By MIKE WHITNEY
The 24 hour a day "Pope-a-thon" shows the dramatic shift in the way that news is covered. If a story is inoffensive to the political establishment or if it serves their greater interests (like Schiavo) then it becomes an immediate mega-story that swallows up most of the front page and consumes the majority of TV time. In this way, the national dialogue is controlled by PR firms working closely with Washington to decide what information is suitable for public consumption. It's perception management pure and simple but, so far, it looks like a winning strategy. As many have already noticed, the Iraqi bloodbath has been knocked out of the headlines and consigned to page 14 next to the women's lingerie adverts. In its place, American's are provided with diversionary Uber-stories of vegetative housewives and dead Popes. There's no chance that the 4 Marines who died in insurgent attacks last Tuesday will appear on page one anymore, nor will the 300,000 disgruntled Iraqis who paraded through Baghdad yesterday calling for an end to the Occupation while burning Bush in effigy. These are the unfortunate victims of the new media regime; a system that dismisses inconvenient facts for the fairy-tales that support the status quo. The new game-plan is to sweep Iraq from the collective consciousness and slow the steady erosion of public support for the war.
The changes in news coverage can be traced to a poll that ran 3 months ago in Washington Post poll which showed in stark terms how unpopular Bush's war in Iraq has become in just 2 short years. 56% of the people polled said the war "wasn't worth it" and a whopping 70% concluded that the loss of 1500 American servicemen "was an unacceptable cost".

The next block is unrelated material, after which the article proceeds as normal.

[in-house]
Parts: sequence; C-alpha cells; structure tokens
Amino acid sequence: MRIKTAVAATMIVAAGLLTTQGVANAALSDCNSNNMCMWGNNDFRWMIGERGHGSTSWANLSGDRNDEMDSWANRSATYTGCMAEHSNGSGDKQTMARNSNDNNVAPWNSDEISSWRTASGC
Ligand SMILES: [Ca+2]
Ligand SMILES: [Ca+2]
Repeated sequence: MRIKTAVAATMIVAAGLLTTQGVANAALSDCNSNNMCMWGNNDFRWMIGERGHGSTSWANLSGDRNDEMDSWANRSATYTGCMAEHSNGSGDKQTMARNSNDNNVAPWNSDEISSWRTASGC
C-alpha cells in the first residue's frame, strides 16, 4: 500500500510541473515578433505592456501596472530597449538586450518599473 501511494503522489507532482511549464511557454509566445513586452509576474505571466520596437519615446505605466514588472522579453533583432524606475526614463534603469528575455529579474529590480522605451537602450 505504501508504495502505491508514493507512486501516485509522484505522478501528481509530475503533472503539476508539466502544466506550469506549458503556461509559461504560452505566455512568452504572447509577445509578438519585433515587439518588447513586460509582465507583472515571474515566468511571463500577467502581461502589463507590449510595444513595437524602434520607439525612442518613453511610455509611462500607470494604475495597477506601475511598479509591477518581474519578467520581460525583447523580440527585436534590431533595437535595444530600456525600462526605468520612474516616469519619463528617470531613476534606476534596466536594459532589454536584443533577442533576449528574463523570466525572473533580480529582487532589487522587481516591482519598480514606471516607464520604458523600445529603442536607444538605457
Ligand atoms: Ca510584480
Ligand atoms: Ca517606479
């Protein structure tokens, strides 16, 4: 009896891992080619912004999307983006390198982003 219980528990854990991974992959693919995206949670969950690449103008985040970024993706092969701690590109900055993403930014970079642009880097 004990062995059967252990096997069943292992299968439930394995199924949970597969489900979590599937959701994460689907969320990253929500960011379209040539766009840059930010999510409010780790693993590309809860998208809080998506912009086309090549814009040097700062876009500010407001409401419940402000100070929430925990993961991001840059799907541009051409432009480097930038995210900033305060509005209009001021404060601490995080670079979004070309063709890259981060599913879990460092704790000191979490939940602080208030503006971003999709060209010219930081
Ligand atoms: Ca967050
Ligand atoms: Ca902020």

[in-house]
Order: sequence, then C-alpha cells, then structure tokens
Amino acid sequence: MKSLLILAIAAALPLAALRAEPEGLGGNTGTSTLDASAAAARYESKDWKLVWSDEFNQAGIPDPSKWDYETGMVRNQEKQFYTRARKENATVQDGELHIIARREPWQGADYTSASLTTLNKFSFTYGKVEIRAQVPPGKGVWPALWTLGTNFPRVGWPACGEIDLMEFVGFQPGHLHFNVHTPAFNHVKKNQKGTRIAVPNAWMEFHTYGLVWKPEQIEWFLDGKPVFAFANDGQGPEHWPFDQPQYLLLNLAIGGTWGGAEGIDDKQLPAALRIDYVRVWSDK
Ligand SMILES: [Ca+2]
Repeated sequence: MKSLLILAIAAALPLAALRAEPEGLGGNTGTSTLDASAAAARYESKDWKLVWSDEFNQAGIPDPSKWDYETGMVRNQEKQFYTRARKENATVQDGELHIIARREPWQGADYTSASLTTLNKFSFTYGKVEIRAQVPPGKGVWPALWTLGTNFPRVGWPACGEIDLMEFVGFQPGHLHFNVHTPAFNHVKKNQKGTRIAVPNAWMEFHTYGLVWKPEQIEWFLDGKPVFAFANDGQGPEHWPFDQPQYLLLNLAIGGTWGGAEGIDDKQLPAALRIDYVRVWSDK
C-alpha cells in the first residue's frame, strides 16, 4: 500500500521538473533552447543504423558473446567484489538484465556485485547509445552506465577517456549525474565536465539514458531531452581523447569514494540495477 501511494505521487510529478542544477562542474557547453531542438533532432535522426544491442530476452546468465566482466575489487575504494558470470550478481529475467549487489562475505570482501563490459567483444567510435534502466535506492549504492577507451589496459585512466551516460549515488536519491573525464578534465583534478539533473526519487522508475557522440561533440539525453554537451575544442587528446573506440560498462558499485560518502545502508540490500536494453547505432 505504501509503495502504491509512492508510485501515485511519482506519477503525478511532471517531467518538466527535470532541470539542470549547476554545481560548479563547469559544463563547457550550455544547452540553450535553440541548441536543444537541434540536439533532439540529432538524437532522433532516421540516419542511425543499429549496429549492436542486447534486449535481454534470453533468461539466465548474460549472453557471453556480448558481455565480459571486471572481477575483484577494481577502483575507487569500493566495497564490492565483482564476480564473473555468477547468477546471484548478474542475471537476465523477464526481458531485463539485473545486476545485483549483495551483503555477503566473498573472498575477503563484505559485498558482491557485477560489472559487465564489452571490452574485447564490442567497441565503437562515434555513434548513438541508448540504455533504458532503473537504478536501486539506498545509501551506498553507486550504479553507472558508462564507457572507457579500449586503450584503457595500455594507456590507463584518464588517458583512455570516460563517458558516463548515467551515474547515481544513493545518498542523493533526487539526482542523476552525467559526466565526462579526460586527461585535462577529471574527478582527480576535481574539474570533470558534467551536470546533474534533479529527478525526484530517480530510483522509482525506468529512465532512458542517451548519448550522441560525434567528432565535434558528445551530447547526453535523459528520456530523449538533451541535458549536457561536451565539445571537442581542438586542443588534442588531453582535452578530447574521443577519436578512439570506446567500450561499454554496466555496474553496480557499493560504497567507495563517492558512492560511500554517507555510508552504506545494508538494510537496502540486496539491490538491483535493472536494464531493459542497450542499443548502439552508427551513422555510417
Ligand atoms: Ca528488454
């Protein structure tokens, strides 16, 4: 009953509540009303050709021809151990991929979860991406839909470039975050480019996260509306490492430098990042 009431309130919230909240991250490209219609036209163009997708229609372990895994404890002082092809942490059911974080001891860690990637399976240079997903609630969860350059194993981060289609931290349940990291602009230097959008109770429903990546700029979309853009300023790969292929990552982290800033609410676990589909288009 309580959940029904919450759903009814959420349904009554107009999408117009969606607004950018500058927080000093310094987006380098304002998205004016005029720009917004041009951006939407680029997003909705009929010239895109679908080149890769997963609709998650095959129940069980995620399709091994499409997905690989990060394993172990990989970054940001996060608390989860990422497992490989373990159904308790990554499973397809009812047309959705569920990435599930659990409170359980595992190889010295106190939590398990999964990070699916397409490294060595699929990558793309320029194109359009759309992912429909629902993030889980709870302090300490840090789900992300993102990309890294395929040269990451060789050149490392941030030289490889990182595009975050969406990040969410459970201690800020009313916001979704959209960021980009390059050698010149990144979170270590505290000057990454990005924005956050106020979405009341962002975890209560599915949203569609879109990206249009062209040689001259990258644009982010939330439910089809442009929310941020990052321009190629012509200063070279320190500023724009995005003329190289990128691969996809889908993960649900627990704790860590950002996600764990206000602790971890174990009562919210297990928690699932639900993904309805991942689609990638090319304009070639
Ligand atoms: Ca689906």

The results of that poll sent tremors through the political establishment, and their trepidation is reflected in way that the news is now presented. Ball-players on steroids, Schiavo and a dead Pope are just the first of what will certainly be many similar entertaining distractions. Next week we will undoubtedly discover that Schiavo was carrying Jacko's love-child.
For the most part, Iraq has been buried by the media; a tacit admission that even supporters are now experiencing both doubt about the wisdom of the war and overall fatigue from the constant flow of bad news from the front. The casualties, the chaos, the lack of reconstruction, and the demoralizing stories of torture are slowly grinding down even the most ardent Bush fan. Beyond the legal and moral questions, the war is starting to look like it was simply a stupid idea conjured up by fanatics. This perception is not likely to change.
Once public support evaporates, that's it. There's no second chance.
Go finish reading Whitney's take on the Streetwalking Media.